Acid lipase disease

An Overview

Acid lipase disease or deficiency occurs when the enzyme needed to break down certain fats that are normally digested by the body is lacking or missing, resulting in the toxic buildup of these fats in the body’s cells and tissues. These fatty substances, called lipids, include fatty acids, oils, and cholesterol. Two rare lipid storage diseases are caused by the deficiency of the enzyme lysosomal acid lipase: Wolman’s disease (also known as acid lipase deficiency) is an autosomal recessive disorder marked by the buildup of cholesteryl esters (normally a tranport form of cholesterol that brings nutrients into the cells and carries out waste) and triglycerides (a chemical form in which fats exist in the body). Infants with the disorder appear normal at birth but quickly develop progressive mental deterioration, low muscle tone,enlarged liver and grossly enlarged spleen, gastrointestinal problems including an excessive amount of fats in the stools, jaundice, anemia, vomiting, and calcium deposits in the adrenal glands, which causes them to harden.
• Wolman’s disease (also known as acid lipase deficiency) is marked by the buildup of cholesteryl esters (normally a tranport form of cholesterol that brings nutrients into the cells and carries out waste) and triglycerides (a chemical form in which fats exist in the body). Infants with the disorder appear normal at birth but quickly develop progressive mental deterioration, low muscle tone, enlarged liver and grossly enlarged spleen, gastrointestinal problems, jaundice, anemia, vomiting, and calcium deposits in the adrenal glands, which causes them to harden.
• Cholesteryl ester storage disease (CESD) is an extremely rare disorder that results from storage of cholesteryl esters and triglycerides in cells in the blood and lymph and lymphoid tissue. Children develop an enlarged liver, leading to cirrhosis and chronic liver failure before adulthood. Children may also develop calcium deposits in the adrenal glands and jaundice. Onset varies, and the disorder may not be diagnosed until adulthood.
• The primary NIH organization for research on Degenerative Nerve Diseases is the National Institute of Neurological Disorders and Stroke. MedlinePlus links to health information from the National Institutes of Health and other federal government agencies.

Symptoms of Wolman’s Disease:

The symptoms in this form of Acid Lipase Disease or Lysosomal Acid Lipase Deficiency are visible within a few days or weeks of birth. Affected infants may have the following symptoms:
• Bloating or swelling of the stomach.
• Significant enlargement of liver and spleen.
• Fibrosis of liver.
• Accumulation of fluid in the abdominal cavity.
• Persistent vomiting.
• Frequent diarrhea and fatty stools.
• Hardening of adrenal gland.
• Lack of coordination of muscle.

Causes of Acid Lipase

Acid Lipase Disease or Lysosomal Acid Lipase Deficiency is caused due to mutations in the LIPA gene. This gene contains specific instructions for producing lysosomal acid lipase enzyme. Due to mutations, the gene loses that genetic instruction and the digestive system does not get the enzyme to digest fat present in a food. Thus, the disease occurs.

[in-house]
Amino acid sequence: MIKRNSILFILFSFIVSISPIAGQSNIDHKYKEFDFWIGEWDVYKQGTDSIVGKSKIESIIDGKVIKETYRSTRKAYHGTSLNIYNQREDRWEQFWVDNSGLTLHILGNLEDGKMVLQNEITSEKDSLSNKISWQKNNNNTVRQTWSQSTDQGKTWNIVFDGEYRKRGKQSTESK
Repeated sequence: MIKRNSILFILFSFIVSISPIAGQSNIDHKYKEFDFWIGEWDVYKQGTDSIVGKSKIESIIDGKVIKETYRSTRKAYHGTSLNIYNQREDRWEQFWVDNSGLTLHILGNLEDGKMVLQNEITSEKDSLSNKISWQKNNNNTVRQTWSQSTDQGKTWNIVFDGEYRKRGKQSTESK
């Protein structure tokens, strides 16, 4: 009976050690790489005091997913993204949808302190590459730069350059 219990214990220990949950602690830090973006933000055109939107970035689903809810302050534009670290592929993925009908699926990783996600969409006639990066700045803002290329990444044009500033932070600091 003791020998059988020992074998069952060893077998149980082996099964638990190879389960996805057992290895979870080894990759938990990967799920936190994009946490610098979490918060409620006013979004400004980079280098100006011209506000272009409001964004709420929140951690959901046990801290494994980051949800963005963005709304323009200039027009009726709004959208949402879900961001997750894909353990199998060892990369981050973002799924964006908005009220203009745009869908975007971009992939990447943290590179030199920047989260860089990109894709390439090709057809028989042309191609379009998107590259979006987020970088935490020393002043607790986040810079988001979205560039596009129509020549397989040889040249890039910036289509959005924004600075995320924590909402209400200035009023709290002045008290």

Lysosomal acid lipase enzyme deficiency is caused by a mutation in the LIPA gene which provides instructions for the produce this enzyme. When there are malfunctions in this gene the development of Wolman disease and Cholesteryl ester storage disease take place.

Diagnosis

Diagnosis of Acid Lipase Disease or Lysosomal Acid Lipase Deficiency largely depends on the identification of characteristic symptoms. In newborn babies, Wolman’s disease is detected by observing and testing enlarged liver and different gastrointestinal problems. In adult people, CESD is initially suspected in the similar process. Later, the physician confirms the disease through clinical investigation, patient’s history, patient’s family history, and some specialized tests that detect the levels of lysosomal lipase acid in the body.
Wolman Disease and Cholesteryl ester storage disease are both diagnosed by observation of previous medical history and symptoms, physical exams, laboratory tests also genetic testing.[3] In laboratory test it is expected that the total serum concentration of cholesterol, low density lipoproteins and triglycerides will be high and the serum concentration of high density lipoproteins are low for a positive result of acid lipase disease. The genetic tests done are
• Single-gene testing
• A multigene panel
• (If needed) More comprehensive genomic testing
Genetic tests are performed on a sample of blood, hair, skin, amniotic fluid (the fluid that surrounds a fetus during pregnancy), or other tissue. For example, a procedure called abuccal smear uses a small brush or cotton swab to collect a sample of cells from the inside surface of the chee

Treatment

Enzyme replacement therapy for both Wolman’s and cholesteryl ester storage disease is currently under investigation. Certain drugs may be given to help with adrenal gland production, and children may need to be fed intravenously. Individuals with CESD may benefit from a low cholesterol diet. Lifespan for individuals with CESD is expected to be longer than individuals with Wolman disease, and available treatments may prolong life into adulthood. However, approximately 50% of individuals with CESD die in the second decade of life due to complications of liver disease or heart disease. Infants with LAL-D typically present in the first weeks of life and die within 6–12 months due to multi-organ failure.

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